This is how human beings experience the world: •Vision •Sound •Smell •Touch •Taste And Intimacy where thinking and feeling come together most closely. Real love needs intimacy – the small moments with emotional resonance: •Empathy – so that we can understand and respond to other people’s emotions •Commitment – that shows we are in the relationship for the long haul •Passion – to energise the relationship. Some companies, like Starbucks, have created experiences that have used Mystery, Sensuality and Intimacy brilliantly. Other companies have created nightmare experiences.

Who wants to be squirted with perfume as they walk into a store? Not me, nor not my wife. This formulaic spray-and-bray is a symptom of a much bigger problem. Passion trimmed into efficiency, Inspiration pulled back to a positive attitude and Love diluted to like. Research Revival Researchers turned down a dead-end a decade or so ago and they have been struggling to read the signs ever since. Once they had corralled what could be measured, everything that couldn’t was simply ignored. The problem was, of course, that everything of value cannot be measured. In fact, not much of value can be.

As the British industrialist John Banham once said, ‘We are in danger of valuing most highly those things that we can measure most accurately. As a result we are in danger of being exactly wrong rather than approximately right. ‘ The problem is that the information gathered by most conventional research methods has become a commodity. All the big players have access to pretty much the same information. And not only do they have the same data, they have the same processes for dealing with it. That’s not where the game is going to be won and it is certainly no help to creating emotional connections with consumers.

We need research to help us discover what we don’t know we don’t know. And then we need research to inspire us to go further and deeper. We need research to absorb many perspectives – and make sense of them. And most of all we need research that puts consumers at the centre rather than at the base of a very large pyramid. This is the only kind of research that will come close enough to Love and to emotional connections to make a difference. Love is not one-way. You can’t analyse their love without committing your own. If you stand to one side as an objective observer you will get the results you deserve.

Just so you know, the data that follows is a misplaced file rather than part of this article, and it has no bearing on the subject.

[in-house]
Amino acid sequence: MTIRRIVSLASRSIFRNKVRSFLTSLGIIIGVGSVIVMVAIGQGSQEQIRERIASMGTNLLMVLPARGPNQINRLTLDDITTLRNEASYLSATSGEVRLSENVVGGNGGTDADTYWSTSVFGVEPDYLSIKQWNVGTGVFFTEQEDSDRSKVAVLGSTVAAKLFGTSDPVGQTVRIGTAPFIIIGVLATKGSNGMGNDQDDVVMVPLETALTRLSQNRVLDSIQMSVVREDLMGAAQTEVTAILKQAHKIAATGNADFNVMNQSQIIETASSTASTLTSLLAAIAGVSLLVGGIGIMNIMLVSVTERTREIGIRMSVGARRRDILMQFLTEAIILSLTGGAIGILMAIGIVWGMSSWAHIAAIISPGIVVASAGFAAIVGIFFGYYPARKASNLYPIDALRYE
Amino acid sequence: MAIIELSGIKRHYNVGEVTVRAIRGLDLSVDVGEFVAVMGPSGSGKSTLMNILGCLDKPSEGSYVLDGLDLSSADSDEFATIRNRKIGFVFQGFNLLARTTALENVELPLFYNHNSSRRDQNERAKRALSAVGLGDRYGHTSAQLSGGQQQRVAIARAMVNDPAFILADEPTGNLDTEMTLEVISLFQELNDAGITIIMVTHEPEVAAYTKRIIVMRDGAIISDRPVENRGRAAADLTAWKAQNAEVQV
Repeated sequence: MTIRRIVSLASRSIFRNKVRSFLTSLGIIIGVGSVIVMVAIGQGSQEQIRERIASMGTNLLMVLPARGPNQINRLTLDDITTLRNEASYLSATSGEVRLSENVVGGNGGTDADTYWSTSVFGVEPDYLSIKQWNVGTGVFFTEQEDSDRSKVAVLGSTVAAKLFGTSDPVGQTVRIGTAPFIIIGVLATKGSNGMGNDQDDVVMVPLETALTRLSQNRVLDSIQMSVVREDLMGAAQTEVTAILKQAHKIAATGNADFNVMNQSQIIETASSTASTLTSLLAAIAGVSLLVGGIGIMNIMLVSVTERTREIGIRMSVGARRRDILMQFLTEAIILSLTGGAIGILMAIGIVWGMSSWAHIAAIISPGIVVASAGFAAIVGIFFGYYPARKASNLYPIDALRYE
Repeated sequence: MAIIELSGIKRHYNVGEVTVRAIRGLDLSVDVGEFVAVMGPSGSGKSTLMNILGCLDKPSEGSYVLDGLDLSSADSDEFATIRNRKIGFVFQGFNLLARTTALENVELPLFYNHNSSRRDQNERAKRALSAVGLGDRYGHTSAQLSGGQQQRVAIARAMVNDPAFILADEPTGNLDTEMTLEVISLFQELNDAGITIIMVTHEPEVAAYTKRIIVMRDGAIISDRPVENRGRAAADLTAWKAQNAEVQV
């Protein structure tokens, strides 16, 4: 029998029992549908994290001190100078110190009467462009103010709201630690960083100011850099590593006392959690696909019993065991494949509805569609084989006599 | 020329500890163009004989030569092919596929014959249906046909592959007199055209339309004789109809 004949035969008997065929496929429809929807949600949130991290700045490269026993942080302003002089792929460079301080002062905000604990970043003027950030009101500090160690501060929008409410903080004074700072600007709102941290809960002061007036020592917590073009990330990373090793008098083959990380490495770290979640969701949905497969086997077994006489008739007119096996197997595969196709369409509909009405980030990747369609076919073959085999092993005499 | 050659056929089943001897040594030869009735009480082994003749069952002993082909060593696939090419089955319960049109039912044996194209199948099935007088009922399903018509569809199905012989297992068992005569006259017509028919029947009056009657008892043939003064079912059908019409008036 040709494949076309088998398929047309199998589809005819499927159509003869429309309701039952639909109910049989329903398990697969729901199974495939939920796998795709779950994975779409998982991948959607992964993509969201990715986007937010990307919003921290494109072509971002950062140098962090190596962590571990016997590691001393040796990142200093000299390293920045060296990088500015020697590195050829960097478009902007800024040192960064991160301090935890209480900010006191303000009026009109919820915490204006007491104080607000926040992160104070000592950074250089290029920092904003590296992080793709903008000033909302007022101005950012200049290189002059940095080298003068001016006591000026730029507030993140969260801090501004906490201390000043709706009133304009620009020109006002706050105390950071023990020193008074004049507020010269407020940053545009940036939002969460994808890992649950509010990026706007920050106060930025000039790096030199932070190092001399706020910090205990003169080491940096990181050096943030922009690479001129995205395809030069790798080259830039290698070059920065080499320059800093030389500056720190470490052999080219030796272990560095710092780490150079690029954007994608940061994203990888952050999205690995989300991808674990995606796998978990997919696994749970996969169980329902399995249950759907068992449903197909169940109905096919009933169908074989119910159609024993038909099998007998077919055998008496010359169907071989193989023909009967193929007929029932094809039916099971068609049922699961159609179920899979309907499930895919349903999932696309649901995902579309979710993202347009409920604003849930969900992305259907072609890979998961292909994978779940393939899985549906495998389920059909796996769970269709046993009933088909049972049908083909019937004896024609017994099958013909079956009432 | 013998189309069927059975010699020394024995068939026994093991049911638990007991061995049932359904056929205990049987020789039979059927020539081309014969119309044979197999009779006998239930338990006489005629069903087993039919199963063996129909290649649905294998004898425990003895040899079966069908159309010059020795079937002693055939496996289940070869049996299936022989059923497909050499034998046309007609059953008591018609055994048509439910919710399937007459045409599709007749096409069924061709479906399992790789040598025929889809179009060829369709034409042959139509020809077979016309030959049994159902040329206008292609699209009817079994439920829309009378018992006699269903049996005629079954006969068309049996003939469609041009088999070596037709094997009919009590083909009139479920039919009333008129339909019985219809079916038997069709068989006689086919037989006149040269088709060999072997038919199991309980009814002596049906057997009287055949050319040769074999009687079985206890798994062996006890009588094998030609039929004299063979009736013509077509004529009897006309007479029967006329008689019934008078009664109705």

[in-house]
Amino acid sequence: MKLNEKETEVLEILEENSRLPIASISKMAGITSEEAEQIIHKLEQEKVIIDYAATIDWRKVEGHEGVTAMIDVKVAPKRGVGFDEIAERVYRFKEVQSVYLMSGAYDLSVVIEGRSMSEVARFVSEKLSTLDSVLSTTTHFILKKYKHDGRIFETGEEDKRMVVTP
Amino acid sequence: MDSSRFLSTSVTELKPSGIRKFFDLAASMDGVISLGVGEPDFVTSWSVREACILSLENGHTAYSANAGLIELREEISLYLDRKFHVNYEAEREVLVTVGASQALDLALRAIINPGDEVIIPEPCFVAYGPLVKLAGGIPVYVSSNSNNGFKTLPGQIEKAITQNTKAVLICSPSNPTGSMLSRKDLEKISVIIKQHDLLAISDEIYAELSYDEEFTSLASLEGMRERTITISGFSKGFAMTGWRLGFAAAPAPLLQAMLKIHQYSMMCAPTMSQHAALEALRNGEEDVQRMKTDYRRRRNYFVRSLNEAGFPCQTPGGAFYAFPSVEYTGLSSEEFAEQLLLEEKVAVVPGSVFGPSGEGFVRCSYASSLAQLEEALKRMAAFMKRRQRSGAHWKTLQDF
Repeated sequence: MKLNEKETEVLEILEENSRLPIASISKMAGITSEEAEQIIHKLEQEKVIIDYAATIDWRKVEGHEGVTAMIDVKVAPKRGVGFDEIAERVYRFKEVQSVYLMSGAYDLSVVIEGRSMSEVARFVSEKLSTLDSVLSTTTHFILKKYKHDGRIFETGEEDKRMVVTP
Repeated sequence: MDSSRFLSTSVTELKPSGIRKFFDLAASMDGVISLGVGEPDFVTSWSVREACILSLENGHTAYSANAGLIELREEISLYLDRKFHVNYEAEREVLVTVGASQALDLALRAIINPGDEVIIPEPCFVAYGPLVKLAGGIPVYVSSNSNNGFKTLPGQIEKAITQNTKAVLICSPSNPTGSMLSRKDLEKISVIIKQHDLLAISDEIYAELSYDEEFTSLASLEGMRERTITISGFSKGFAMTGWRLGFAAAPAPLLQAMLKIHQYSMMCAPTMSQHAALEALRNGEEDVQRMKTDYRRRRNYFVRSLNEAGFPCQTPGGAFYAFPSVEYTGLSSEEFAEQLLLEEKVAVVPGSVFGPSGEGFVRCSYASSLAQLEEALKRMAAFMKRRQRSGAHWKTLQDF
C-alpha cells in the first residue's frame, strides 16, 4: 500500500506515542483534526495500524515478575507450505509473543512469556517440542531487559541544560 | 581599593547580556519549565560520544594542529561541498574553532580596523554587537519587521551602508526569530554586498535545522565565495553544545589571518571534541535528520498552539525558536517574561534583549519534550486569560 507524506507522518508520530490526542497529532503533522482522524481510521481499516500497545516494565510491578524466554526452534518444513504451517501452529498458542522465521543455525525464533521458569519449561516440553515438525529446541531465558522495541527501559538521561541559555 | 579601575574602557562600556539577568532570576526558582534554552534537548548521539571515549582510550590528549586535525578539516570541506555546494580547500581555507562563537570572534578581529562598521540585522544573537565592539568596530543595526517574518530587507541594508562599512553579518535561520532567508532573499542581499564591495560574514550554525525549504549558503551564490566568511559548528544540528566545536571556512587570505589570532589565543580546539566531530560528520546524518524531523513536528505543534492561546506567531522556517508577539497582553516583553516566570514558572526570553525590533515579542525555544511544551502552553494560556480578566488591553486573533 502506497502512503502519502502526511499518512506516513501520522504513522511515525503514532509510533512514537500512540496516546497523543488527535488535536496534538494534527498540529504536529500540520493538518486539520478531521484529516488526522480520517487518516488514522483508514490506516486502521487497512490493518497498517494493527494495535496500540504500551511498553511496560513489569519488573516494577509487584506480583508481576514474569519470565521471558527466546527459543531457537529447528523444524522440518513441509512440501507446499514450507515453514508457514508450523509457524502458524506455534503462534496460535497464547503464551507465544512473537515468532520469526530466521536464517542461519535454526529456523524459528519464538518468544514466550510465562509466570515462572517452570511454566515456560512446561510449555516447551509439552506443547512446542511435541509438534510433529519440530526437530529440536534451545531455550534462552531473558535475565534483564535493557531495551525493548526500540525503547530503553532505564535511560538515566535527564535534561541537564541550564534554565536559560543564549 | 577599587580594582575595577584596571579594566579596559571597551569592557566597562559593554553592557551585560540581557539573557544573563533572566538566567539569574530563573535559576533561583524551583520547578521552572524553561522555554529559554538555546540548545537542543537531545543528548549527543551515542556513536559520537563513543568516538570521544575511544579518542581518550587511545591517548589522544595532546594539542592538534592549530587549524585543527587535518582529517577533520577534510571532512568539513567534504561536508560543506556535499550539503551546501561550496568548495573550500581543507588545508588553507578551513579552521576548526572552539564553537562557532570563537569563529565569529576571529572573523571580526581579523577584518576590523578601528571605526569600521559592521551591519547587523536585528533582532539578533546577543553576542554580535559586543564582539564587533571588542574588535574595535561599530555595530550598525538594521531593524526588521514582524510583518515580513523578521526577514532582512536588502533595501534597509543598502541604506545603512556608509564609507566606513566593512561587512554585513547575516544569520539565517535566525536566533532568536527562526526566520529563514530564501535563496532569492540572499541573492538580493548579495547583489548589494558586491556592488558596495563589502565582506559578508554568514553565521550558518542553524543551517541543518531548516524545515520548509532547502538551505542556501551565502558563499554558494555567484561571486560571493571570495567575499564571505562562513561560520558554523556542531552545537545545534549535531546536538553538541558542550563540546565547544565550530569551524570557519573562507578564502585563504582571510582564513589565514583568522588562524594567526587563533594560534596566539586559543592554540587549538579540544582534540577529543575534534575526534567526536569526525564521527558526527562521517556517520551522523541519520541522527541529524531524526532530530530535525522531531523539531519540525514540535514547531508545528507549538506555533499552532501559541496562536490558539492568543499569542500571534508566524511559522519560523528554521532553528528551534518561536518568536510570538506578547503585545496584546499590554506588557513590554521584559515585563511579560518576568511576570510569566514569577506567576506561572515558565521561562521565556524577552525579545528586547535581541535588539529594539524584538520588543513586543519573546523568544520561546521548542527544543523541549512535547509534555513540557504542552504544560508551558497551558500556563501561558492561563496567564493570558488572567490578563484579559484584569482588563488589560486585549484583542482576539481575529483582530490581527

Audio Connect Consumers are the heart of any enterprise and, at last, businesses are starting to realise it. People want control over their lives. They are more sophisticated and best of all, they keep changing. This is the new consumer. To respond to this new reality requires a profound shift in how to develop ideas and insights that can truly touch consumers. What has the power to get us there? The emotional connections created by Love. Our new evolved consumers want to connect in more ways with brands. They are looking for new emotional connections.

More people are living alone and it is projected that far more will be alone over the coming decade. In the United Kingdom today, seven million adults live alone – three times as many as 40 years ago – and it is projected that by 2020, one-person households will make up 40 percent of total households. Forget Robert D. Putnam’s famous ‘Bowling alone’. People are eating alone, exercising alone, and waking alone. To touch these customers directly you need to listen to them. That’s how you can feel the shifts in temperature – not just read about them in market research reports.

Most businesses never get that close. They set up a programme of consumer contact, rather than just hanging out. They take notes rather than taking the pulse. Invest love and you can connect with people and cultivate enduring relationships. In their most evolved form these relationships give consumers a direct impact on design, production, distribution and marketing. They give you an extraordinary new opportunity to create long-term value. Lovemarks are a simple idea. They come from deep inside what every human being wants and needs most. Love.